What you wear and how you act in court matters. It affects that way others see you, including the judge and/or jury.

While dealing with criminal charges can be overwhelming on its own, preparing to conduct yourself respectfully in court is one of the best ways to regain your confidence and strength before stepping inside.

To help you make a positive impression where it matters most, I’ve created a simple guide covering what to wear to court as well as how to act once you’re there. Let’s start with attire:

Proper Courtroom Attire in Wisconsin

t’s common practice for attorneys to advise clients about what to wear in court. In general, it’s best to treat a courtroom appearance like a job interview: a suit is best, but conservative business clothing is appropriate too. 

It’s likely your courtroom will already have a dress code—which you should read through as you prepare for court. Dress codes typically include rules like:

  • No hats of any kind (unless for religious purposes)
  • No shorts
  • No tank tops or revealing tops
  • No sandals or exposed bare feet

As a rule of thumb, it’s always better to overdress than underdress. Courtroom attire reflects a defendant’s respect for the system—a system that judges and juries uphold. When they see you're disrespecting that system, there's a good chance it won't reflect well in their decision. This also applies to friends and family in the courtroom—something to keep in mind during preparation.

How to Act in Court

It goes without saying that being respectful and courteous in court is absolutely essential when going before a judge and/or jury. This is especially true when interacting with courtroom personnel. 

As a general rule of thumb, do not engage in conversation with prosecutors, witnesses, and especially victims at any point before, during, or after the proceeding, unless you're asked to do so.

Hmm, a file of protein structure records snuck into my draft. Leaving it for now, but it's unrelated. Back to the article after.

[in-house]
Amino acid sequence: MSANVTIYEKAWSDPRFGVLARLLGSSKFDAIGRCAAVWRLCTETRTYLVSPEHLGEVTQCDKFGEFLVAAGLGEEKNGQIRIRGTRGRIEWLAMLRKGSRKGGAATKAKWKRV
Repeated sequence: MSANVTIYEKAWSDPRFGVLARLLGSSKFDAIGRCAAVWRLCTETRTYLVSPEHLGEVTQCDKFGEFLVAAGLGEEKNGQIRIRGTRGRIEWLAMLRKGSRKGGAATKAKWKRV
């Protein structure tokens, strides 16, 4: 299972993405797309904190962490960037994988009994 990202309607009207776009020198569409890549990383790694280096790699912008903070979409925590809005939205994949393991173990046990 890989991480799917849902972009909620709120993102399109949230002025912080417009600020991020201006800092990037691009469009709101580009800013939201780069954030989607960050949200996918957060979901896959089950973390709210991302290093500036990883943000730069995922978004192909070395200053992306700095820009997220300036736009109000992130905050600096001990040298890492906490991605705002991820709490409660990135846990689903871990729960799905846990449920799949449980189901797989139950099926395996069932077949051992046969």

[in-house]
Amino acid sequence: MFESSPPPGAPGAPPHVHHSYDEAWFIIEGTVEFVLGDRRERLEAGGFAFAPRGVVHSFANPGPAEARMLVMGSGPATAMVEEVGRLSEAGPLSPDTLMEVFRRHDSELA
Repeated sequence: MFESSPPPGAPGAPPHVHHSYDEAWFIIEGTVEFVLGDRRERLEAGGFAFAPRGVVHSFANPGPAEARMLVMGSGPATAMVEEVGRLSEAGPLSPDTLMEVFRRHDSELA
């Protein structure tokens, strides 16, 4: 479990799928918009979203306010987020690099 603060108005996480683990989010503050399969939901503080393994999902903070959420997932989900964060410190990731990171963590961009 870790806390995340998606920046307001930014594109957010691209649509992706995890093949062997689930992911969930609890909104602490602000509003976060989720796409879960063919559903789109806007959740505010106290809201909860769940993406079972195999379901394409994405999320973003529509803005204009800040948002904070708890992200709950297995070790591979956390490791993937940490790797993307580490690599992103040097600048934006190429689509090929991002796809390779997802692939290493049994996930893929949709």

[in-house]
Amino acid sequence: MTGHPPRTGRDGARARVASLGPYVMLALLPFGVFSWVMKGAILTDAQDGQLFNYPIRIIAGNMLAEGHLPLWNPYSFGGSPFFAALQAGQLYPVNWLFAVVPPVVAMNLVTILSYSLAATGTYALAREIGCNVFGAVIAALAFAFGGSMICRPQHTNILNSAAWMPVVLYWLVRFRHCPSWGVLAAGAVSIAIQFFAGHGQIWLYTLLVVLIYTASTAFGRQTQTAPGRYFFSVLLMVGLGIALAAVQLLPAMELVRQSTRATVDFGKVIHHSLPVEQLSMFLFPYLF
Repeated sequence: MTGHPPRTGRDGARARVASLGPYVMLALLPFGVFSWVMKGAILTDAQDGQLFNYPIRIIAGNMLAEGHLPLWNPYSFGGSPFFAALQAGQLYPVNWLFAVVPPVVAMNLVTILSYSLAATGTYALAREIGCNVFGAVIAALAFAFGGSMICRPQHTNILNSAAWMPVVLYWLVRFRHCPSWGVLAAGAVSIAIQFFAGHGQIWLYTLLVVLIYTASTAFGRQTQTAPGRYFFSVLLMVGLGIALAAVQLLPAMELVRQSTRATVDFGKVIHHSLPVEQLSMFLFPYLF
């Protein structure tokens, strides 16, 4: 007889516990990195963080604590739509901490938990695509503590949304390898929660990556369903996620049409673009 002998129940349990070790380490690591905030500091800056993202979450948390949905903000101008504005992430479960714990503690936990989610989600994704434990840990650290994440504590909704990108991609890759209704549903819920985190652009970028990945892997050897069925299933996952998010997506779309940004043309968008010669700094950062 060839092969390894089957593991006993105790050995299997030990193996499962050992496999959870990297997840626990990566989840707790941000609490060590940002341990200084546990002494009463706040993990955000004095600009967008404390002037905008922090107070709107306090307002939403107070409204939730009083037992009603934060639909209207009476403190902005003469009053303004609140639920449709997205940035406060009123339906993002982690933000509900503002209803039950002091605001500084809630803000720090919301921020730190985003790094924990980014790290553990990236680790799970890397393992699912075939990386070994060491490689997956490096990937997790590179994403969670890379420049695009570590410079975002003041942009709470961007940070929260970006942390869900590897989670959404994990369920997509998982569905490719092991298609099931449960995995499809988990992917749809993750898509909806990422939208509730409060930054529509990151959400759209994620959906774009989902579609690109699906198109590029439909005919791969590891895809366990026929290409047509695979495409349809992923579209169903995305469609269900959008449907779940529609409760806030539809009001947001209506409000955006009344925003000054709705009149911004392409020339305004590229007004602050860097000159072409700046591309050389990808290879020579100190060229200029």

It’s important to realize that everyone in the courtroom is used to dealing with rude defendants so being extra careful to be polite and respectful can go a long way.

A simple "thank you" can actually make a very meaningful impression on those around you and it's one of the easiest ways to improve your perception inside the courtroom.

How to Address the Judge

Depending on kind of court proceeding you're attending, there may be times where you must speak to the judge directly. The two things to remember to do in these situations are to be as polite as possible and show genuine remorse when it’s appropriate.

Along with these general tips, there are a number of basic rules and traditions you should follow at all times:

  • Stand up when addressing the judge and maintain good, upright posture.
  • Always refer to the judge as “Your Honor.” Never use the terms “Judge,” “Sir,” or “Ma’am.”
  • When it’s time to speak, do so clearly and intelligibly. If there’s microphone, speak directly into it. If there's no microphone, project your voice so everyone can hear you without yelling.
  • Don’t speak during the proceeding unless you’re asked to do so. Your attorney will give you guidance on what you should and shouldn’t say. Before court, ask them for general guidance on what you might be asked and how to respond.
  • Keep your emotions under control. Even when you’re not directly addressing anyone in the courtroom, you should never appear angry or agitated. Similarly, immature behavior like laughing and smugness can be disastrous to your chances of a good outcome. Use common sense.

A Final Note

Once you’re inside a courtroom, it’s important to avoid discussing the case with anyone other than your attorney. Details of the case shouldn’t be discussed anywhere where you may be overhead.

If you must confer with your attorney while court is in session, you must be respectful and remain engaged in all proceedings.

Need Help?

If you’re facing criminal charges in Wisconsin or have questions regarding statutes of limitation, it’s important to contact an experienced Wisconsin criminal defense attorney who can examine the specifics of your case, explain the possible penalties, and provide legal assistance.

Click here for a free consultation with Madison attorney Pat Stangl.